A plastic item contains anywhere from 5 to 20 chemicals, some of which are additives. These chemicals are incorporated into the plastic polymer but are not bound to the structure. The materials and additives can leach out of plastics and resin. The baby bottles are commonly made of BPA-based polycarbonate plastics.

To avoid this problem the plastic could be reformulated without BPA at any great expense.

Vegetable oil in plastic bags for sale in Thailand.
Vegetable oil in plastic bags for sale in Thailand. | Source

Exposure to BPA

Along with diet the BPA exposure also occurs through the air and through skin absorption. In thermal and carbonless copy paper the free BPA is found in high concentrations which are more available for exposure than BPA found in resin or plastic.

Thermal paper is used in receipts, event and cinema tickets label, airline tickets, etc. About 1 microgram of BPA gets transferred to the forefinger and the middle finger during dry contact with a thermal paper. On wet or greasy fingers the amount is 10 times more. The presence of BPA on fingers remains for about 2 hours after exposure.

Thermal receipts placed in a wallet for 24 hours, increase the concentration of BPA in contact in paper currency. Therefore paper money becomes the secondary source of exposure.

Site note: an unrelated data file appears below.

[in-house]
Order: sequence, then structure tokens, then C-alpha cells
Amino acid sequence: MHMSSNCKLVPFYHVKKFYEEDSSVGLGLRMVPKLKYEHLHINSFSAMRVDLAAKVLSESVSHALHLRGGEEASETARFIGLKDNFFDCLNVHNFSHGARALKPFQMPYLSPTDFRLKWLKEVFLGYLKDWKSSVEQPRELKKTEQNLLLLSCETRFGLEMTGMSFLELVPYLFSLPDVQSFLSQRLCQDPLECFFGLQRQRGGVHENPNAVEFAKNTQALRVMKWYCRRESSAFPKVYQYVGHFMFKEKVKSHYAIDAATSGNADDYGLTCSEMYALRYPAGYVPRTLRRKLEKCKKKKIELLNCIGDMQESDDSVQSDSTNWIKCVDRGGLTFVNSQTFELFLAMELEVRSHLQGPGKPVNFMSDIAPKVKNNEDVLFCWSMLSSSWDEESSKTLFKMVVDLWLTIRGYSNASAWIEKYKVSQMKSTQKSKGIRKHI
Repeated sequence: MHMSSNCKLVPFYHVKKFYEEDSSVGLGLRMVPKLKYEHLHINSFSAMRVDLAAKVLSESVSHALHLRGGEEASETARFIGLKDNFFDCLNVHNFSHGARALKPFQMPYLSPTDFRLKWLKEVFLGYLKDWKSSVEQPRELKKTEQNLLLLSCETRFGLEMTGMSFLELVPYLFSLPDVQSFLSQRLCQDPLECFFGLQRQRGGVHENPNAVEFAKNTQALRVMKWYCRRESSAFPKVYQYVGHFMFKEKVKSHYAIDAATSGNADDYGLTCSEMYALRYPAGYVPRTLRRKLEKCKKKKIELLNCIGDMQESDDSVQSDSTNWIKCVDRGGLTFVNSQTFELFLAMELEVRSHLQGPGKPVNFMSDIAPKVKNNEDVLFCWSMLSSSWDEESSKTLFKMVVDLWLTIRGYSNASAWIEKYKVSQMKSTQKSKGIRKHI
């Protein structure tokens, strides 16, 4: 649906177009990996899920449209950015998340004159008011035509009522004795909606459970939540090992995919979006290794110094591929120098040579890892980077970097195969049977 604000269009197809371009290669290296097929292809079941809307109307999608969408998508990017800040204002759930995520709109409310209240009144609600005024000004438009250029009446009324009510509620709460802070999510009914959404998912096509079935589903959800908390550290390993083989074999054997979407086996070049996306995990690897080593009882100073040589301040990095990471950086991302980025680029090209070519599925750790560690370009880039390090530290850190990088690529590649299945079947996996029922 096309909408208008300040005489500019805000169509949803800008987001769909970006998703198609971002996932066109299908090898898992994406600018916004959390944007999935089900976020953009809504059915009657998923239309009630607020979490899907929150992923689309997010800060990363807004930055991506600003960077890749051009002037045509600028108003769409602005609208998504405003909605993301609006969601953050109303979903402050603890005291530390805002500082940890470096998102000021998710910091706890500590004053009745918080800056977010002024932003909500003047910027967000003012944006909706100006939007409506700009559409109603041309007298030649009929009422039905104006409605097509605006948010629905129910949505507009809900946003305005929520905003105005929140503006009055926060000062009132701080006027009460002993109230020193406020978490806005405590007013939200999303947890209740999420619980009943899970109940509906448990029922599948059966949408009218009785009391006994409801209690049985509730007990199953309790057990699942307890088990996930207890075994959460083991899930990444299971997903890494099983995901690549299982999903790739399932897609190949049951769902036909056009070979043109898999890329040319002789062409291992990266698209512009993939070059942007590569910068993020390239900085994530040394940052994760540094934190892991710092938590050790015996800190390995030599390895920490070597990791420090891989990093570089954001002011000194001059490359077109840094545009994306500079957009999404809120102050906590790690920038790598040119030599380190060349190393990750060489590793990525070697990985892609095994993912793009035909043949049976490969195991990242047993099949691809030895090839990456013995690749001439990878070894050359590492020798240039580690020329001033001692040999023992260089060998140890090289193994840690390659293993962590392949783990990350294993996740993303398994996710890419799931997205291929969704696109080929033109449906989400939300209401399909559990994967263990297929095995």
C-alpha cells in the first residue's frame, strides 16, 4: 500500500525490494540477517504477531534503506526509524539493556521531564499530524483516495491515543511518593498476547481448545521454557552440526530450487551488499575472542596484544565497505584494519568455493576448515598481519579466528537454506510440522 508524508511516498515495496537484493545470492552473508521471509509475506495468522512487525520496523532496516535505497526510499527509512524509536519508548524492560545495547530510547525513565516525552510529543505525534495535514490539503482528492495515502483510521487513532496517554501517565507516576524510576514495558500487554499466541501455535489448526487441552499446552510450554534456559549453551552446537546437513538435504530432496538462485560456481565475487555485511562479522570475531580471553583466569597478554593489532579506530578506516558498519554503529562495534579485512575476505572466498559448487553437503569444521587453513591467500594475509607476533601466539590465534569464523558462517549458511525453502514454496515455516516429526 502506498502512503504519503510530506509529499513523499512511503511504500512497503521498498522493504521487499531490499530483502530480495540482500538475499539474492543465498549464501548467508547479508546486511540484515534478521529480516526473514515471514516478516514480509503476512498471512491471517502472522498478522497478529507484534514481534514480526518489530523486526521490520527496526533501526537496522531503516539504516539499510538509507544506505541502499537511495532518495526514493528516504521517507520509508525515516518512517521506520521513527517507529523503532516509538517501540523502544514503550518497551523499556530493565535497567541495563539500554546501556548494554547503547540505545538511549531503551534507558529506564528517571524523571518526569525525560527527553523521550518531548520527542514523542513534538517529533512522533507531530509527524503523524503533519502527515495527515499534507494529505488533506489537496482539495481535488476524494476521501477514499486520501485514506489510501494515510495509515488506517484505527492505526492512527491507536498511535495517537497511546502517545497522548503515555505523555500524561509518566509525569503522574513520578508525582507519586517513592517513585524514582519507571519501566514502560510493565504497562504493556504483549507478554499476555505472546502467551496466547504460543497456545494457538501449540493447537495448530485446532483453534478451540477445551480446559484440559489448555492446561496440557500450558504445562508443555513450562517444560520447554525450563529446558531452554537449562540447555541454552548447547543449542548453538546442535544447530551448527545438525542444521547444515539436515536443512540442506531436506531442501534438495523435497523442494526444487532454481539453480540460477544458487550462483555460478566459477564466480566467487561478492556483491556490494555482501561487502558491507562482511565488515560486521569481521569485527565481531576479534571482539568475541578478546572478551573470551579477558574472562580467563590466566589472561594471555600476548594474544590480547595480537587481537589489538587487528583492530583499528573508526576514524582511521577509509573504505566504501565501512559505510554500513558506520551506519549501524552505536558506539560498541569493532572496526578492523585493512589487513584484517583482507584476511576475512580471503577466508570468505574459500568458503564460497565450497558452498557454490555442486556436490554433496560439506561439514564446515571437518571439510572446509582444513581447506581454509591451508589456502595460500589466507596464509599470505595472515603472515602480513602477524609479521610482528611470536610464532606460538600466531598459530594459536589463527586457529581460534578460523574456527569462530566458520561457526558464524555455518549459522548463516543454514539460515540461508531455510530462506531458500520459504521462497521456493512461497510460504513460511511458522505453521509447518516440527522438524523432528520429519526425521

During the recycling process, other papers like toilet paper, newspaper, and napkin etc, get contaminated with BPA. The free BPA readily gets transferred to the skin, and the residues on hands and fingers get ingested.

Fetal and early childhood exposure occurs in fetuses and young children exposed to BPA. This causes secondary sexual changes in growth, brain and behavior changes, or immune disorders

Children are more prone to BPA exposure than adults. In adults, the BPA gets eliminated from the body through detoxification in the liver but in infants and children this process is not fully developed. Thus the children are not able to clear BPA from their body.

The most exposed are the infants fed from polycarbonate bottles because they can consume daily up to 13 micrograms of BPA per kg of body weight.

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Effects on Children and Infants

Fetal and early childhood exposure occurs in fetuses and young children exposed to BPA. This causes secondary sexual changes in growth, brain and behavior changes, or immune disorders

Children are more prone to BPA exposure than adults. In adults, the BPA gets eliminated from the body through detoxification in the liver but in infants and children, this process is not fully developed. Thus the children are not able to clear BPA from their body.

The most exposed are the infants fed from polycarbonate bottles because they can consume daily up to 13 micrograms of BPA per kg of body weight.

Health hazards of Bisphenol A

Bisphenol A or BPA is an endocrine disruptor and leads to negative health effects.

Prenatal exposure to BPA causes physical and neurological problems in later life.

The safety levels fixed for humans by various Regulatory authorities are being debated due to new scientific discoveries.

BPA may cause obesity which has been proved to be the source of numerous and grave health effects.

BPA negatively affects immune functions of the people under the age of 18 years.

Even a nanomolar dosage of BPA could induce significant effects on memory processes because it interferes with the connections of those brain cell which are vital to memory, learning, understanding and mood.